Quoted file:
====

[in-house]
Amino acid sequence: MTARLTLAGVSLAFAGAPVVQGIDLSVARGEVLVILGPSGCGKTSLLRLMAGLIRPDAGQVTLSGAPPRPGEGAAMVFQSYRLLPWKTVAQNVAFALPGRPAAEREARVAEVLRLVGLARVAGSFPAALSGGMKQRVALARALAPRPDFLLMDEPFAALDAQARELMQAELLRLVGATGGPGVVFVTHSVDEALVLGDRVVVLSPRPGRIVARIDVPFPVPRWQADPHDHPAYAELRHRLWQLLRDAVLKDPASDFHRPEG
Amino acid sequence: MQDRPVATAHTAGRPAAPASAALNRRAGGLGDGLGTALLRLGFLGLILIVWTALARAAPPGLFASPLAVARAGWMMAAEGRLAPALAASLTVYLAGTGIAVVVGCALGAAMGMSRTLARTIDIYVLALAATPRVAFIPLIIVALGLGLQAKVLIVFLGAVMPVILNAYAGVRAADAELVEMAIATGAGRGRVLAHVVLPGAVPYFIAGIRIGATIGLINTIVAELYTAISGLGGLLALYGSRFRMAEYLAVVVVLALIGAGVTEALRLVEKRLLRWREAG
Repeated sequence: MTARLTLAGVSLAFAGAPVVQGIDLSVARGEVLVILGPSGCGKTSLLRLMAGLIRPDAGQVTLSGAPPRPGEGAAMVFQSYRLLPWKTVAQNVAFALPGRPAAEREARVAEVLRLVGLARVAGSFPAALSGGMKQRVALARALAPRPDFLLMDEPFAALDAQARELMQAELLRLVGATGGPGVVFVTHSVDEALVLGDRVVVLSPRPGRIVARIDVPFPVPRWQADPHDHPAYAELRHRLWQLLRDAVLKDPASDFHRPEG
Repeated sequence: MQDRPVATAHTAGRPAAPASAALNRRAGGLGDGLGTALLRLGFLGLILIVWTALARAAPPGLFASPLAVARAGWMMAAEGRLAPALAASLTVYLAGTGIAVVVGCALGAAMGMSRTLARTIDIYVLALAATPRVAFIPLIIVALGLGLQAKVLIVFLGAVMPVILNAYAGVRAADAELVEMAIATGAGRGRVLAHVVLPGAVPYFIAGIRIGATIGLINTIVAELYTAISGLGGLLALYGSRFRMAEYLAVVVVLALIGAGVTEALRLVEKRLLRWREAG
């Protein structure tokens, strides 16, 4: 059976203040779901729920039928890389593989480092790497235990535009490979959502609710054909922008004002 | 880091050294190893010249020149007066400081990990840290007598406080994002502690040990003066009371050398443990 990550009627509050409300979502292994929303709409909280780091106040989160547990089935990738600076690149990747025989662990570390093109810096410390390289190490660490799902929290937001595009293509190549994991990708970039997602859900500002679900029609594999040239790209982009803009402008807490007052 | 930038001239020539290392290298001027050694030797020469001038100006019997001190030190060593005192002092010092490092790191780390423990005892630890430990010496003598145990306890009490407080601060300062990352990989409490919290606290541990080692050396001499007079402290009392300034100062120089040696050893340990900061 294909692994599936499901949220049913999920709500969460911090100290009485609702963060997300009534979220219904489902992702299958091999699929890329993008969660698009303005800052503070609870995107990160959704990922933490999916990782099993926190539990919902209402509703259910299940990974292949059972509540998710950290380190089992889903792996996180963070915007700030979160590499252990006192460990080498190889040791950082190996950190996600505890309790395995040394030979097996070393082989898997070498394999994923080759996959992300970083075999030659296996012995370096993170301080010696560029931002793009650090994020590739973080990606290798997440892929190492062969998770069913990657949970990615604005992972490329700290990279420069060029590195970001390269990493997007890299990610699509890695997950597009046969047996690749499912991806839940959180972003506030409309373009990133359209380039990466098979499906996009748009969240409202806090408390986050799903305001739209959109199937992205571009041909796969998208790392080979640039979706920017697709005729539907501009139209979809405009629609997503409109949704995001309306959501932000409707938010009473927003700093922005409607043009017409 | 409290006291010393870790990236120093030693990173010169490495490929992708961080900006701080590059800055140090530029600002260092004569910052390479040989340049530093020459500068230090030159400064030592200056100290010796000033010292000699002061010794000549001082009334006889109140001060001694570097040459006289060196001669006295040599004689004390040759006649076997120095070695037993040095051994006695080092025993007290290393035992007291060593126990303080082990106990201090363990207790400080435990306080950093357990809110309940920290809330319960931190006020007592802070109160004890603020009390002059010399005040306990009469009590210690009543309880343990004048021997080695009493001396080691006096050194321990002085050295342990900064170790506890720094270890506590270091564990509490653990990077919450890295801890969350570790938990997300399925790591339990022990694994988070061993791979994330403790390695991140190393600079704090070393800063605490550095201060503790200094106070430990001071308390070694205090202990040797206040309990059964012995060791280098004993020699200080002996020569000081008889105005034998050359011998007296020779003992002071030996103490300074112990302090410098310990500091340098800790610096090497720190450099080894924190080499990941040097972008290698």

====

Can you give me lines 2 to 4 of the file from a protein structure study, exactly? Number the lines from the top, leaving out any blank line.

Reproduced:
Amino acid sequence: MTARLTLAGVSLAFAGAPVVQGIDLSVARGEVLVILGPSGCGKTSLLRLMAGLIRPDAGQVTLSGAPPRPGEGAAMVFQSYRLLPWKTVAQNVAFALPGRPAAEREARVAEVLRLVGLARVAGSFPAALSGGMKQRVALARALAPRPDFLLMDEPFAALDAQARELMQAELLRLVGATGGPGVVFVTHSVDEALVLGDRVVVLSPRPGRIVARIDVPFPVPRWQADPHDHPAYAELRHRLWQLLRDAVLKDPASDFHRPEG
Amino acid sequence: MQDRPVATAHTAGRPAAPASAALNRRAGGLGDGLGTALLRLGFLGLILIVWTALARAAPPGLFASPLAVARAGWMMAAEGRLAPALAASLTVYLAGTGIAVVVGCALGAAMGMSRTLARTIDIYVLALAATPRVAFIPLIIVALGLGLQAKVLIVFLGAVMPVILNAYAGVRAADAELVEMAIATGAGRGRVLAHVVLPGAVPYFIAGIRIGATIGLINTIVAELYTAISGLGGLLALYGSRFRMAEYLAVVVVLALIGAGVTEALRLVEKRLLRWREAG
Repeated sequence: MTARLTLAGVSLAFAGAPVVQGIDLSVARGEVLVILGPSGCGKTSLLRLMAGLIRPDAGQVTLSGAPPRPGEGAAMVFQSYRLLPWKTVAQNVAFALPGRPAAEREARVAEVLRLVGLARVAGSFPAALSGGMKQRVALARALAPRPDFLLMDEPFAALDAQARELMQAELLRLVGATGGPGVVFVTHSVDEALVLGDRVVVLSPRPGRIVARIDVPFPVPRWQADPHDHPAYAELRHRLWQLLRDAVLKDPASDFHRPEG